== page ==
Governor 'will not resign' after love affair in Argentina

South Carolina Governor Mark Sanford admitted yesterday that his first thought as the scandal broke about his extramarital affair with an Argentinian woman was to leave office with 18 months to go in his last term. Close spiritual and political associates urged him to instead fight to restore the public's — and his family's — trust.

"Resigning would be the easiest thing to do," he said he thought.

He's sticking it out and now faces endless questions about the affair, whether he used public money to visit his lover and whether his 20-year marriage will continue. Add to it a barrage of criticism from South Carolina politicians who think the two-term Republican should step down.

"Part of walking humbly is you've got to listen to your critics out there," the 49-year-old Sanford said. "And all of us will have critics, and the higher you go, I suppose, the more critics you have."

Sanford, his wife, Jenny, and sons were in separate cars leaving their beach house on Sullivans Island, headed to his family's farm — where his 83-year-old mother lives — in Beaufort, an hour south.

He looked like a man of leisure: faded khaki shorts, T-shirt, bare feet. But behind the casual attire, Sanford appeared contrite and spoke of falling from grace and rebuilding his life.

"I am sorry," he said. "I apologize for letting everyone down."

The governor admitted last week to a yearlong affair with the woman he says he's known for about eight years. He and Jenny say they will try to reconcile. Reconciling with fellow lawmakers and constituents also is ahead of him. Some lawmakers want his resignation because he secretly visited his mistress during a state-funded 2008 trip, and because he was out of touch with his staff during his recent weeklong visit to the country to see the woman. His staff had told the public he was hiking along the Appalachian Trail before the real story of his mysterious absence came to light.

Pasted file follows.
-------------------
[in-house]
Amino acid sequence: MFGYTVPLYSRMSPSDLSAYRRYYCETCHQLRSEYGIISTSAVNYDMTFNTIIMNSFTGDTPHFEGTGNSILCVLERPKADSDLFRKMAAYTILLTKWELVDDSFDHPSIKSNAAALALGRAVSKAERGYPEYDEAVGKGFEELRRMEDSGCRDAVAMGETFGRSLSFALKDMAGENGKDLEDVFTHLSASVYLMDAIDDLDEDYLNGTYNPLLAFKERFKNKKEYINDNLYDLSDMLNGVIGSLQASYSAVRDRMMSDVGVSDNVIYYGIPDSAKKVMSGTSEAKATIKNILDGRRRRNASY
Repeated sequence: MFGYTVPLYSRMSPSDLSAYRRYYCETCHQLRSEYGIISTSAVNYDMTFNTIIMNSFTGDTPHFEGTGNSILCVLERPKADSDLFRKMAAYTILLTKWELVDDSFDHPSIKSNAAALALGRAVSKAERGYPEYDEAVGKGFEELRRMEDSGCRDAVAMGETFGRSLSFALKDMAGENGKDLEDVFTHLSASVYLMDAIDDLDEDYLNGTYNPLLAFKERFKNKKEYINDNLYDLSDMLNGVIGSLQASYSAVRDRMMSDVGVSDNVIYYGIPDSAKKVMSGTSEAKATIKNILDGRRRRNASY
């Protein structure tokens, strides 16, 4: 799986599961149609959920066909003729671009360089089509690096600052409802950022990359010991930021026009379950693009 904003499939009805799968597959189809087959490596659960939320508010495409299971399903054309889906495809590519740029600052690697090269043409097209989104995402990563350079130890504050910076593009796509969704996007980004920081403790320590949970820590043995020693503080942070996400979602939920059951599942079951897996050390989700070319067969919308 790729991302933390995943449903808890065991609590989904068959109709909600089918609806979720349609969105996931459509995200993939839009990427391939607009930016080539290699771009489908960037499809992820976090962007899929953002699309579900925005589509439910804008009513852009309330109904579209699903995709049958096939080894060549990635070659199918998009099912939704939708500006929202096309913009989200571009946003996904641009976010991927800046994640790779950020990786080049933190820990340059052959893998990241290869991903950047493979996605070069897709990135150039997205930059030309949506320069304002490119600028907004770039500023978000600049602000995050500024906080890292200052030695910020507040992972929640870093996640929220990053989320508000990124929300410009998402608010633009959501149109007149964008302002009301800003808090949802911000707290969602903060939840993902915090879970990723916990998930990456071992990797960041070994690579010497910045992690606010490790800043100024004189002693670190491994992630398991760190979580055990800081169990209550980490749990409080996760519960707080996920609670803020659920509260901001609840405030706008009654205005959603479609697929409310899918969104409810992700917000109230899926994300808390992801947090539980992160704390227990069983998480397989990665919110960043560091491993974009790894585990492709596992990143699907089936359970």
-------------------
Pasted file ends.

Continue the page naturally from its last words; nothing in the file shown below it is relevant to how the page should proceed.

Sanford has agreed to reimburse the state for some of the more than $8,000 in taxpayer money spent on the Argentina leg of the economic development trip to South America last year. On Sunday, he repeatedly said he never used public money to see the woman.

Later Sunday, 41-year-old Argentinian Maria Belen Chapur said in a statement to news network C5n of Buenos Aires that she was having a relationship with Sanford.

She says e-mail exchanges with Sanford that were widely published by US media and elsewhere were obtained by someone who hacked her account. She says her 200-word statement will be her only comment on it.

When it comes to his critics — most notably Republican state Senator Jake Knotts — and their calls for him to step down, Sanford said he understands where they are coming from.

"I don't begrudge the Jakie Knottses of the world," Sanford said. "He's going to do what he's going to do. I gotta do my part."

The governor's efforts to stay in office appear, in the minds of some lawmakers, to hinge in part on his ability to salvage his marriage. While several critics wants a criminal probe and others want him to step down, reconciling with the first lady does have sway among legislators.

"That's almost become a proxy for how some are looking at this. They're looking at Jenny," said state Sen. Tom Davis, a Beaufort Republican and former Sanford chief of staff. "In large measure, it depends on how things work and how people see things are working out between the governor and first lady."

As far as his marriage, Sanford said he and his wife are working on it.

"If there wasn't healing going on, I wouldn't be here," he said, pointing to his beach house, where he had dinner with his family Saturday night and where he took a run at sunrise on the sand with one of his sons.

Sanford added that he has been overwhelmed by the support he's received.

"It's only in the hard times you get a sense of how blessed you really are," he said.

Regardless of what politicians in the Statehouse think, his Sullivans Island neighbors are supportive.

During Sunday's interview, several folks stopped to say hello as they strolled by on their morning walks. One man, driving a golf cart festooned with red-white-and-blue decorations, paused to invite Sanford and his family to a Fourth of July celebration.

"How are you?" the man asked Sanford.

"Considering the circumstances, all right," Sanford replied with a wan smile.

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